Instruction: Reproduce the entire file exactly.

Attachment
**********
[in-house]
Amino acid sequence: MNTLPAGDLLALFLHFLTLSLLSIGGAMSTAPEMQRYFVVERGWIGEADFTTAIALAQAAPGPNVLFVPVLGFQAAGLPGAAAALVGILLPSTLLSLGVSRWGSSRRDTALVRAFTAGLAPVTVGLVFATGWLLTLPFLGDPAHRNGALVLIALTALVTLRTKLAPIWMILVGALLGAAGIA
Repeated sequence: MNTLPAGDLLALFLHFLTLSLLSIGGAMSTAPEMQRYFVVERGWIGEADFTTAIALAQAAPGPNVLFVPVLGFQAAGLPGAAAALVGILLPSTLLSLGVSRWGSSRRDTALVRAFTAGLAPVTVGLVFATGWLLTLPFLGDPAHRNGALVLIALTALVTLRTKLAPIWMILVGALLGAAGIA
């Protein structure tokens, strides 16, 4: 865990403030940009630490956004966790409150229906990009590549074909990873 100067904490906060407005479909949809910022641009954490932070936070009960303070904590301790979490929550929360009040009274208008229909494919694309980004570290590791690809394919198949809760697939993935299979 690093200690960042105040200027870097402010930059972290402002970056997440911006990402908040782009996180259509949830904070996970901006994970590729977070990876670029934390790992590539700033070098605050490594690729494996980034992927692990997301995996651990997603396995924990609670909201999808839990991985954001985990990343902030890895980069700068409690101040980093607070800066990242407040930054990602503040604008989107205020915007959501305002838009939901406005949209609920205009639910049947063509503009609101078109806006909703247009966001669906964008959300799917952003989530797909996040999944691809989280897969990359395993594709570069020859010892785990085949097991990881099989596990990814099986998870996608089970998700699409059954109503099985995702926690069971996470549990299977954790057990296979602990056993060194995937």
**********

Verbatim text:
[in-house]
Amino acid sequence: MNTLPAGDLLALFLHFLTLSLLSIGGAMSTAPEMQRYFVVERGWIGEADFTTAIALAQAAPGPNVLFVPVLGFQAAGLPGAAAALVGILLPSTLLSLGVSRWGSSRRDTALVRAFTAGLAPVTVGLVFATGWLLTLPFLGDPAHRNGALVLIALTALVTLRTKLAPIWMILVGALLGAAGIA
Repeated sequence: MNTLPAGDLLALFLHFLTLSLLSIGGAMSTAPEMQRYFVVERGWIGEADFTTAIALAQAAPGPNVLFVPVLGFQAAGLPGAAAALVGILLPSTLLSLGVSRWGSSRRDTALVRAFTAGLAPVTVGLVFATGWLLTLPFLGDPAHRNGALVLIALTALVTLRTKLAPIWMILVGALLGAAGIA
């Protein structure tokens, strides 16, 4: 865990403030940009630490956004966790409150229906990009590549074909990873 100067904490906060407005479909949809910022641009954490932070936070009960303070904590301790979490929550929360009040009274208008229909494919694309980004570290590791690809394919198949809760697939993935299979 690093200690960042105040200027870097402010930059972290402002970056997440911006990402908040782009996180259509949830904070996970901006994970590729977070990876670029934390790992590539700033070098605050490594690729494996980034992927692990997301995996651990997603396995924990609670909201999808839990991985954001985990990343902030890895980069700068409690101040980093607070800066990242407040930054990602503040604008989107205020915007959501305002838009939901406005949209609920205009639910049947063509503009609101078109806006909703247009966001669906964008959300799917952003989530797909996040999944691809989280897969990359395993594709570069020859010892785990085949097991990881099989596990990814099986998870996608089970998700699409059954109503099985995702926690069971996470549990299977954790057990296979602990056993060194995937």